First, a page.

The report, according to OFAC Director Robert Cicchino, was forwarded to the Office of the Attorney General and to the Division of Community Affairs, along with suggestions that Roque and others have potentially violated the state’s School Ethics Act.
According to the report, “the review was initiated based on concerns that some employment decisions were based on political allegiance and a school district employee’s willingness to make campaign contributions to municipal officials.”
Some of the contributions, including $2,000 tickets to one of Roque’s fundraising events, were made under duress, the report alleges.
“Family and friends who supported the mayor were hired, promoted or reassigned to more desirable work environments,” the report alleges. Conversely, those who expressed support for the former mayor, Silverio “Sal” Vega, whom Roque ousted in a 2011 election, or declined to contribute to his campaign, “were selected for termination, demotion or reassignment to less desirable work locations.”
Roque, reached on the phone, accused the former administration under Vega of sending state offices after him, and denied any wrongdoing.
“All I have to say is that the old political corrupted machine has been trying to use the arm of the law to eliminate me from the beginning,” he said. “The fact that I beat them and won by a landslide victory must have pissed them off very much.”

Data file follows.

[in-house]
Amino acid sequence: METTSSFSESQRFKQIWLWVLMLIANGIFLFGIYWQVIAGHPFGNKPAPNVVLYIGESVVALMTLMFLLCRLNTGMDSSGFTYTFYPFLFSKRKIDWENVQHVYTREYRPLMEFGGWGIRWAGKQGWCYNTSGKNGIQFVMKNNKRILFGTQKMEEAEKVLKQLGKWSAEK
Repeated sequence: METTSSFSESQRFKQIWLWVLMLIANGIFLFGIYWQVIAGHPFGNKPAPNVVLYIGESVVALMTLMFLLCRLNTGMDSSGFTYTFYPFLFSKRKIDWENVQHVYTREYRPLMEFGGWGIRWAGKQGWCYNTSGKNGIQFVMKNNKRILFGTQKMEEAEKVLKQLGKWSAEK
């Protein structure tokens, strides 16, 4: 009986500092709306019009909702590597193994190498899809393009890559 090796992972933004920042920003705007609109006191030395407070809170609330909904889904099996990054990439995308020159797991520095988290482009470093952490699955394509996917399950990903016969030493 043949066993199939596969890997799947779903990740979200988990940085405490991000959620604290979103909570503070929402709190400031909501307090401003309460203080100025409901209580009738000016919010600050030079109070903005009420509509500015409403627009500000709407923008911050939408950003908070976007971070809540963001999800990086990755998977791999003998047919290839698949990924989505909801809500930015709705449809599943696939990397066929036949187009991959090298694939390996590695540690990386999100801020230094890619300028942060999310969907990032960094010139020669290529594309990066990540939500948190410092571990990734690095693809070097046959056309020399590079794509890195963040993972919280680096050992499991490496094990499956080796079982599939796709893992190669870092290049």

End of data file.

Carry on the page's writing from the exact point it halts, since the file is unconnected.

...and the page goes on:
Roque is already under indictment on federal hacking charges relating to an incident last May when he and his son, Joseph, were arrested for allegedly hacking into a website advocating for his removal from office.
The report is dated April 19, but pursuant to New Jersey law, it was published on the district’s website this morning.
The report says that such practices have been commonplace in West New York for years, but that “under [Roque], the amount of contribution solicited from school employees and the method of solicitation raised a new level of concern.”
Roque said that until he reads the full report, he will continue to work for the betterment of the town.
To read the full report, go back to hudsonreporter.com and scroll to the previous breaking news item on this issue.
“I will not subject myself to any of their political subjugations,” he said. “They will try their best to knock me down, but my goal is to govern and make this town better, and I’ve done a great job of that so far.” – Dean DeChiaro